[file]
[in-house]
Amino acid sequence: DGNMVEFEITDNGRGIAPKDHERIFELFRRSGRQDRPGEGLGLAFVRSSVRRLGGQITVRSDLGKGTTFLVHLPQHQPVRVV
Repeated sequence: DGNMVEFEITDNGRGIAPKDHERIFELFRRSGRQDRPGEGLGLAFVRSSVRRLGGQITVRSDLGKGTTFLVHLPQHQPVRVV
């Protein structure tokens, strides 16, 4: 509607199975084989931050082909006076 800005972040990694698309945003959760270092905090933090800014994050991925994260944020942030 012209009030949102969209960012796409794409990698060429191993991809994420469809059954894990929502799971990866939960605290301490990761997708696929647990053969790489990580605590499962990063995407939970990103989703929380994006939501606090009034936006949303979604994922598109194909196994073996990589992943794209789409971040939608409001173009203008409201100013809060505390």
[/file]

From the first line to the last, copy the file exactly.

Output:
[in-house]
Amino acid sequence: DGNMVEFEITDNGRGIAPKDHERIFELFRRSGRQDRPGEGLGLAFVRSSVRRLGGQITVRSDLGKGTTFLVHLPQHQPVRVV
Repeated sequence: DGNMVEFEITDNGRGIAPKDHERIFELFRRSGRQDRPGEGLGLAFVRSSVRRLGGQITVRSDLGKGTTFLVHLPQHQPVRVV
């Protein structure tokens, strides 16, 4: 509607199975084989931050082909006076 800005972040990694698309945003959760270092905090933090800014994050991925994260944020942030 012209009030949102969209960012796409794409990698060429191993991809994420469809059954894990929502799971990866939960605290301490990761997708696929647990053969790489990580605590499962990063995407939970990103989703929380994006939501606090009034936006949303979604994922598109194909196994073996990589992943794209789409971040939608409001173009203008409201100013809060505390």